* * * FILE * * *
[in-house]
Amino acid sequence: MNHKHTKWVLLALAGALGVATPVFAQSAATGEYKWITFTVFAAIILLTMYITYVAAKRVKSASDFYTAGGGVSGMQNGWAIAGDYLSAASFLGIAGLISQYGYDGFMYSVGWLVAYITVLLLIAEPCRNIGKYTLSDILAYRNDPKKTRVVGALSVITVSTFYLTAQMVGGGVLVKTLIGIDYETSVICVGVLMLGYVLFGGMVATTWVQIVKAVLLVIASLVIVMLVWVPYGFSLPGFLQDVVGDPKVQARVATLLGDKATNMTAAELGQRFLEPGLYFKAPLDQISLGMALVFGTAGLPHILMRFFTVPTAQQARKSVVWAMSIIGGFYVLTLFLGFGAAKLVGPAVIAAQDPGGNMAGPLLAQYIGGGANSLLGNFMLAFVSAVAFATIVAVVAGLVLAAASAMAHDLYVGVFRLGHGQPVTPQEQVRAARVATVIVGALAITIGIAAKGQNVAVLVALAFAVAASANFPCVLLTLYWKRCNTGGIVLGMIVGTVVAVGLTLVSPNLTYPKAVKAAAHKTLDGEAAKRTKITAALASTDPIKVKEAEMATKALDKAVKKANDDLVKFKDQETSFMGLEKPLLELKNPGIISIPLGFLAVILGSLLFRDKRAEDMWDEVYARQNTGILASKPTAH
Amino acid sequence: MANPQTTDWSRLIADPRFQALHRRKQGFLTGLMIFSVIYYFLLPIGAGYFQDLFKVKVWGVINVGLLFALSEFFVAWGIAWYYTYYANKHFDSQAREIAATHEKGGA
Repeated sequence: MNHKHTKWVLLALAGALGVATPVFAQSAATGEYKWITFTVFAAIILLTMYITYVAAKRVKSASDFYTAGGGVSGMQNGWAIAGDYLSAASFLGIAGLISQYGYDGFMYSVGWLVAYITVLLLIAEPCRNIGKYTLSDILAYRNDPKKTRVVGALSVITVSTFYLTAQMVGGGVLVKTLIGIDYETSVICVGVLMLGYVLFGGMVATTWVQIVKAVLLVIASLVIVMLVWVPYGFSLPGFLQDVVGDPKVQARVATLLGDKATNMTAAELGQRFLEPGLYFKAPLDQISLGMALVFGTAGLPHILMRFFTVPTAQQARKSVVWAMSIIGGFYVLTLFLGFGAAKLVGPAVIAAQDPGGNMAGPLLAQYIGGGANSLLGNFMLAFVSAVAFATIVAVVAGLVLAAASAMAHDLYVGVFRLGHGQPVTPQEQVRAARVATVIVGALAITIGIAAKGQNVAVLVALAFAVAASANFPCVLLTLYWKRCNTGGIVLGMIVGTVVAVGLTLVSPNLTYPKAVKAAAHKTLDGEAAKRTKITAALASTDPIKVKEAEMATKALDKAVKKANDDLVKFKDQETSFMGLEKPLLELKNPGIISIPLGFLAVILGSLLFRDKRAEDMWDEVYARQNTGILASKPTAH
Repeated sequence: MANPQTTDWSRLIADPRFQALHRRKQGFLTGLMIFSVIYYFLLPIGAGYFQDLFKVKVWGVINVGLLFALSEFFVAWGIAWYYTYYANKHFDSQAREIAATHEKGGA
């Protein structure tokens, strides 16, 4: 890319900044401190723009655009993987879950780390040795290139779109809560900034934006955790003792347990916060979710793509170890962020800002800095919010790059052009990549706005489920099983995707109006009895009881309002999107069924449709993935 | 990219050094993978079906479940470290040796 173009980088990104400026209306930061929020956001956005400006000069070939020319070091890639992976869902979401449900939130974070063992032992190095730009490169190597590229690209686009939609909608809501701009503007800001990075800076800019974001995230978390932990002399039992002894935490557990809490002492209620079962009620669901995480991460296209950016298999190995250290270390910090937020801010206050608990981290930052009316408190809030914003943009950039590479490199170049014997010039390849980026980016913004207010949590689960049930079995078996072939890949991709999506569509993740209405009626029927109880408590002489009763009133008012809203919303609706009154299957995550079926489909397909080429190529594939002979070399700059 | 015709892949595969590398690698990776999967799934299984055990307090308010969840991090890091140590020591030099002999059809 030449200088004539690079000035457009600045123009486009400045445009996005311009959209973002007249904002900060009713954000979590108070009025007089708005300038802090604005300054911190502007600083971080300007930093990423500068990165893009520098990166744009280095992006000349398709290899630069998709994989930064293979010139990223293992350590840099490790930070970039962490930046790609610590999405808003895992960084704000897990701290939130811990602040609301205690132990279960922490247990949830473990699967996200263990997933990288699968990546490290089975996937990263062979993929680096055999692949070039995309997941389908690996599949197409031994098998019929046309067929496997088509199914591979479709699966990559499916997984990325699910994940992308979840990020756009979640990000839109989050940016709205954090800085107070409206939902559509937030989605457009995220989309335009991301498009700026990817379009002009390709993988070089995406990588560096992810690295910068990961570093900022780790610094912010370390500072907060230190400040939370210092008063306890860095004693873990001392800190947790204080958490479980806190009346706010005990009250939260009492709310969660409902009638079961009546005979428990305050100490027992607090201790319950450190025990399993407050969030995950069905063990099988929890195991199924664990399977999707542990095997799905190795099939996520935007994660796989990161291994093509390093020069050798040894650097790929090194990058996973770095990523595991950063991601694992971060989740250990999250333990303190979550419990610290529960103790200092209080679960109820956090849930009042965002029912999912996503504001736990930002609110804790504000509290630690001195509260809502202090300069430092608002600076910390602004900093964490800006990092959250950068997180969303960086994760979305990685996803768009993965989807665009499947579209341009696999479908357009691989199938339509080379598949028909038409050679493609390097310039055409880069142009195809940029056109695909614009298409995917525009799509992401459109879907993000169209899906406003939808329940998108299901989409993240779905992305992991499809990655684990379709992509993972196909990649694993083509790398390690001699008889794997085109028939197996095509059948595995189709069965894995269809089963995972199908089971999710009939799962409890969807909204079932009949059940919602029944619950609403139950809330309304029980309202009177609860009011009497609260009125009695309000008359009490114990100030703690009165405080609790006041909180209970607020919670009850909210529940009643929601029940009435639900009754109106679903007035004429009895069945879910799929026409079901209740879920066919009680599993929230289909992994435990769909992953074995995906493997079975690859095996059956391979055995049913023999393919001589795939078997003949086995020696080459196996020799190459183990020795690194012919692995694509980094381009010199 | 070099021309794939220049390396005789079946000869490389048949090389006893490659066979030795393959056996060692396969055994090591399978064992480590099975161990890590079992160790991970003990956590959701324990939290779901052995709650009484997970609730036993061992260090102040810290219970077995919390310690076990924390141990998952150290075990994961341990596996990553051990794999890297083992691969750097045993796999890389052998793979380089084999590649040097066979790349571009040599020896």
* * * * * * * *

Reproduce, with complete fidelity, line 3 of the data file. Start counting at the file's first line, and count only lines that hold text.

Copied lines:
Amino acid sequence: MANPQTTDWSRLIADPRFQALHRRKQGFLTGLMIFSVIYYFLLPIGAGYFQDLFKVKVWGVINVGLLFALSEFFVAWGIAWYYTYYANKHFDSQAREIAATHEKGGA